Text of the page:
Nigeria’s computer body urges revisit of e-voting
By Kokumo Goodie, Lagos, Nigeria
The Nigerian Computer Society (NCS) has once again advised Nigeria’s electoral umpires, the Independent National Electoral Commission (INEC) and the government to heed its call and adopt electronic voting or e-voting for the postponed coming general elections.
This call is coming against the backdrop of complaints by a huge percentage of the voting population over inability to collect the Permanent Voter’s Card (PVC) and fears that the card reader machines may not function in some polling units.
The body believes that if e-voting is adopted, will not only cut cost, it will enthrone transparency in the electoral process.
President, NCS, Prof. David Adewumi said there is no basis e-voting should not be adopted in the country after Nigerian Society of Engineers (NSE) has used successfully deployed it for the conduct of its election twice.
“Our position in the NCS remains the same. We are ripe for e-voting. When you look at e-voting, it is no longer rocket science. The major requirement is the infrastructure, I mean the information technology (IT) equipment, capacity building. Then INEC must provide the purposeful leadership that is required to deploy the technology and consequently, e-voting. I think that is all that is needed. There no space science to that,” he said during a short interview at departure lounge of the Nnamdi Azikiwe International Airport, Abuja.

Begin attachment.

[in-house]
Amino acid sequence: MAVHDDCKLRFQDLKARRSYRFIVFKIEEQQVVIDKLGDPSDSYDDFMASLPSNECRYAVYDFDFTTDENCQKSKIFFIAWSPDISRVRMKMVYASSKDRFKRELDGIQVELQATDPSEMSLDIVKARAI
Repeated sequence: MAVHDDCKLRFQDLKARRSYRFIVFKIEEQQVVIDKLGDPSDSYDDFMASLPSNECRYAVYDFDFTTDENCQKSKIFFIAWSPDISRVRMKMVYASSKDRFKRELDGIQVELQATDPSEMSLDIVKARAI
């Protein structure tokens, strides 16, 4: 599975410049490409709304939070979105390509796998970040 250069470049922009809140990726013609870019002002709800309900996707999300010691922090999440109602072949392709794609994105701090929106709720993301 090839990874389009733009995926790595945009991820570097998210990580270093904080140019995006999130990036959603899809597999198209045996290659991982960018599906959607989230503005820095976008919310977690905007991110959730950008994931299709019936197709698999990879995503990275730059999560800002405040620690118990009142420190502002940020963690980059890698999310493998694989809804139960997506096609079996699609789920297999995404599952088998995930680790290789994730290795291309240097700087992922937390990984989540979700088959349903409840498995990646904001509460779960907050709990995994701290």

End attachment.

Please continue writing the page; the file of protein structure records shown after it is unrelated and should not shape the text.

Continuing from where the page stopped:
He dismissed insinuations that the level of computer literacy in the country was still low and that the personal computer ownership ratio to the population was still abysmally low.
“The old people in the villages now use mobile phones. So what is it about low level of computer literacy you are talking about? The key board for the mobile phone is smaller than that of the PC. I think what is required in this is determination to ensure it succeeds,” Prof Adewumi said.
Namibia became the first African country to adopt the e-voting technology with the Southern African country using it during its election last year
The e-Voting Machines, or EVMs, were acquired at a cost of 24 million Namibia dollars from an Indian company and according to the company, they are equipped with technology that is designed to eliminate flaws and address the scepticism of some political parties questioning the transparency of that country’s electoral umpire.
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